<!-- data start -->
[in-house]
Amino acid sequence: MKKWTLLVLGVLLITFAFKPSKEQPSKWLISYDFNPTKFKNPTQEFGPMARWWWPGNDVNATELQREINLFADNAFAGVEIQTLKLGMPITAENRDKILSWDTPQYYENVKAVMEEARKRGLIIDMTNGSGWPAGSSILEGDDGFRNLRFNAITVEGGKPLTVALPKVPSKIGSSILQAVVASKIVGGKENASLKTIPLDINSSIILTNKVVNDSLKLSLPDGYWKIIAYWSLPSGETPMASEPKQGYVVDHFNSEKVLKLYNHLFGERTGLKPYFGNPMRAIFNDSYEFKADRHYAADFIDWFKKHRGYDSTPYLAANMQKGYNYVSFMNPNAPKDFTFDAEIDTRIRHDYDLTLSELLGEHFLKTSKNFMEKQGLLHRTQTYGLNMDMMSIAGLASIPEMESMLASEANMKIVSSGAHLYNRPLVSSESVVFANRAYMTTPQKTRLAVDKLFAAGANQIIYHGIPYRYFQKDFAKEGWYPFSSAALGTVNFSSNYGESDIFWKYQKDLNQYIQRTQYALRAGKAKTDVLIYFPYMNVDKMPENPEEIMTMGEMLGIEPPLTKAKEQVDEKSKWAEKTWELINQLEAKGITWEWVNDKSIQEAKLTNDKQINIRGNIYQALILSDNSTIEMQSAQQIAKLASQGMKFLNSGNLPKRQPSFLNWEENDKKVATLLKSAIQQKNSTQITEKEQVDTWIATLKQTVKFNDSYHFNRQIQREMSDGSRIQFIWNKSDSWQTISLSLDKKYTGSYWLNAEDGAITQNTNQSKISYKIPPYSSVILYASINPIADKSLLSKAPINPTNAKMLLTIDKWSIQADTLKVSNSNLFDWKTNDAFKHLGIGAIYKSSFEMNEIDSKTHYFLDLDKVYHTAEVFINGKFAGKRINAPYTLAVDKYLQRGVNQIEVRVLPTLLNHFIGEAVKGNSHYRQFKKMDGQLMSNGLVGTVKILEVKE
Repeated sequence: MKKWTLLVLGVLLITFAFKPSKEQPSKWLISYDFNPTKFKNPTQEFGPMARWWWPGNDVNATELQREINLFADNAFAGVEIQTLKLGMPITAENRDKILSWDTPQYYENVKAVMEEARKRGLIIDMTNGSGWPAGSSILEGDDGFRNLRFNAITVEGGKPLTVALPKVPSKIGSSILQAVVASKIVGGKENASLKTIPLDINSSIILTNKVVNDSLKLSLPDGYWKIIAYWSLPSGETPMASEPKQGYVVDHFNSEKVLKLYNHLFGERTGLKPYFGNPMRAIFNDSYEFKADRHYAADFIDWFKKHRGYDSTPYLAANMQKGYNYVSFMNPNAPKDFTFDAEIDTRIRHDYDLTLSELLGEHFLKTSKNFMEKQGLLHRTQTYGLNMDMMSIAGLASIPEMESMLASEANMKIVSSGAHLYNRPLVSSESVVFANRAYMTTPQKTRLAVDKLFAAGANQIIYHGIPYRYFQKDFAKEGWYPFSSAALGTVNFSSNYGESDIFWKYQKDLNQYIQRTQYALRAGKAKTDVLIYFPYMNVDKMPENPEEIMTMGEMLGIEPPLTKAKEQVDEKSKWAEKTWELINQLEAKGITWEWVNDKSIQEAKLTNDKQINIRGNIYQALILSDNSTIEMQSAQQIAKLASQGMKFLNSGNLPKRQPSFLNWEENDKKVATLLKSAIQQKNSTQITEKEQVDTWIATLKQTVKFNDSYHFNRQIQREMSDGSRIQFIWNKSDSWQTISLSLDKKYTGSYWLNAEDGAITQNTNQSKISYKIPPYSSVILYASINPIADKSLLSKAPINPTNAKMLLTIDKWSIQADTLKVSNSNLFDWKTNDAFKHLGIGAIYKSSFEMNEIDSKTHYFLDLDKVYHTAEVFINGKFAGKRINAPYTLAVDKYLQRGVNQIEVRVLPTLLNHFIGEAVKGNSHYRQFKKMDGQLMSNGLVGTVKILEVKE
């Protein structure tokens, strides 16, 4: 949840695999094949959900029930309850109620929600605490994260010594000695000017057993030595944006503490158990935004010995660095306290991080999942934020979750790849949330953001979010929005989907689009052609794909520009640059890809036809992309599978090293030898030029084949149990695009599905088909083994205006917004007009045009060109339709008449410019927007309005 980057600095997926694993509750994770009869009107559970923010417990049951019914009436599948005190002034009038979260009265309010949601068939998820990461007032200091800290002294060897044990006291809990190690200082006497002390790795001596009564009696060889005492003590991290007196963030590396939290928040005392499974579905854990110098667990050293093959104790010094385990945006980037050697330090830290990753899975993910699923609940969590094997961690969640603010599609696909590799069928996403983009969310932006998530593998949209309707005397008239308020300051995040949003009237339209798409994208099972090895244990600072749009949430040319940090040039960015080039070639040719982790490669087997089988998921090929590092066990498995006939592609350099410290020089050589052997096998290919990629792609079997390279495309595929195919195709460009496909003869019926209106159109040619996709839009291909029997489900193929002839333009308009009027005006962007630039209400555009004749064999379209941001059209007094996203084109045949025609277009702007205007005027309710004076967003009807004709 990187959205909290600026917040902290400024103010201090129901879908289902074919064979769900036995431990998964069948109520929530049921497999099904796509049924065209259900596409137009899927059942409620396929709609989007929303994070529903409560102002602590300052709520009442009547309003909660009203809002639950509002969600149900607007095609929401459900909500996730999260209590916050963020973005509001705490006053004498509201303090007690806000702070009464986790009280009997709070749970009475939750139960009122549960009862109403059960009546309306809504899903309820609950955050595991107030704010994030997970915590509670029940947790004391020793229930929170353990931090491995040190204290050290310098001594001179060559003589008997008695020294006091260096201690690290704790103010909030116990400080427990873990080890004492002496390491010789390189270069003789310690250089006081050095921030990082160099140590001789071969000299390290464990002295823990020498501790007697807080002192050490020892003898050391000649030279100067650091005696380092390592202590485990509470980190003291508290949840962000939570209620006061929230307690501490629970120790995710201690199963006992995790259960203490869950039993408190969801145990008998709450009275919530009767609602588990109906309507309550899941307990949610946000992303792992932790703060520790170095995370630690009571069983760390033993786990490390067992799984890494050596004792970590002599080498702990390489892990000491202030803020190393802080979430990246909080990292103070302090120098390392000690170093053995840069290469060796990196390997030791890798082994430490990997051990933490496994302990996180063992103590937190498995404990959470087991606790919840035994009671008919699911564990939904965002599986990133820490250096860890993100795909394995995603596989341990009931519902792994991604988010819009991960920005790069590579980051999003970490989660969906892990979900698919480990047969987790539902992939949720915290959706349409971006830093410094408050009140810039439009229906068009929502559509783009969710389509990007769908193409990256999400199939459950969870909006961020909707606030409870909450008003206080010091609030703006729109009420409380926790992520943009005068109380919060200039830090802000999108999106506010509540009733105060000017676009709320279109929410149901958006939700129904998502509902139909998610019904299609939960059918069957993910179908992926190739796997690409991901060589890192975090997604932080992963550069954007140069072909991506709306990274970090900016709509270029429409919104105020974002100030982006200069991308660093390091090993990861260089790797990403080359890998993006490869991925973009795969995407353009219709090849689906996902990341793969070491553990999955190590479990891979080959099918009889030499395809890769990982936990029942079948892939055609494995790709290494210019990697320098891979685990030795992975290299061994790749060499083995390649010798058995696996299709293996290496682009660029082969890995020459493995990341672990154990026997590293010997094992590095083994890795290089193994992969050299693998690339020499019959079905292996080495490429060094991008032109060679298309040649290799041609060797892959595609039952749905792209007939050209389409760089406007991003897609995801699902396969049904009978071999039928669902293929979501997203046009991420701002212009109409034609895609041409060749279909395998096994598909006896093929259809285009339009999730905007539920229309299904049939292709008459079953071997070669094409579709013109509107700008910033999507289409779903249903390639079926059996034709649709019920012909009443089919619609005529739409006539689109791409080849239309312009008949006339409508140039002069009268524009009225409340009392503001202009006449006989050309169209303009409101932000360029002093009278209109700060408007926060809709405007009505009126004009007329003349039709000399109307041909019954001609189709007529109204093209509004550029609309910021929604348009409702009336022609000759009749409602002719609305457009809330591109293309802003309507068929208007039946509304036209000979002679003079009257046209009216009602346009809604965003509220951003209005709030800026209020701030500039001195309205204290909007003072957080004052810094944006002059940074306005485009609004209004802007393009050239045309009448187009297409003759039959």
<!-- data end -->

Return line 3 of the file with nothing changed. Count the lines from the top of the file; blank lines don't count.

Repeated sequence: MKKWTLLVLGVLLITFAFKPSKEQPSKWLISYDFNPTKFKNPTQEFGPMARWWWPGNDVNATELQREINLFADNAFAGVEIQTLKLGMPITAENRDKILSWDTPQYYENVKAVMEEARKRGLIIDMTNGSGWPAGSSILEGDDGFRNLRFNAITVEGGKPLTVALPKVPSKIGSSILQAVVASKIVGGKENASLKTIPLDINSSIILTNKVVNDSLKLSLPDGYWKIIAYWSLPSGETPMASEPKQGYVVDHFNSEKVLKLYNHLFGERTGLKPYFGNPMRAIFNDSYEFKADRHYAADFIDWFKKHRGYDSTPYLAANMQKGYNYVSFMNPNAPKDFTFDAEIDTRIRHDYDLTLSELLGEHFLKTSKNFMEKQGLLHRTQTYGLNMDMMSIAGLASIPEMESMLASEANMKIVSSGAHLYNRPLVSSESVVFANRAYMTTPQKTRLAVDKLFAAGANQIIYHGIPYRYFQKDFAKEGWYPFSSAALGTVNFSSNYGESDIFWKYQKDLNQYIQRTQYALRAGKAKTDVLIYFPYMNVDKMPENPEEIMTMGEMLGIEPPLTKAKEQVDEKSKWAEKTWELINQLEAKGITWEWVNDKSIQEAKLTNDKQINIRGNIYQALILSDNSTIEMQSAQQIAKLASQGMKFLNSGNLPKRQPSFLNWEENDKKVATLLKSAIQQKNSTQITEKEQVDTWIATLKQTVKFNDSYHFNRQIQREMSDGSRIQFIWNKSDSWQTISLSLDKKYTGSYWLNAEDGAITQNTNQSKISYKIPPYSSVILYASINPIADKSLLSKAPINPTNAKMLLTIDKWSIQADTLKVSNSNLFDWKTNDAFKHLGIGAIYKSSFEMNEIDSKTHYFLDLDKVYHTAEVFINGKFAGKRINAPYTLAVDKYLQRGVNQIEVRVLPTLLNHFIGEAVKGNSHYRQFKKMDGQLMSNGLVGTVKILEVKE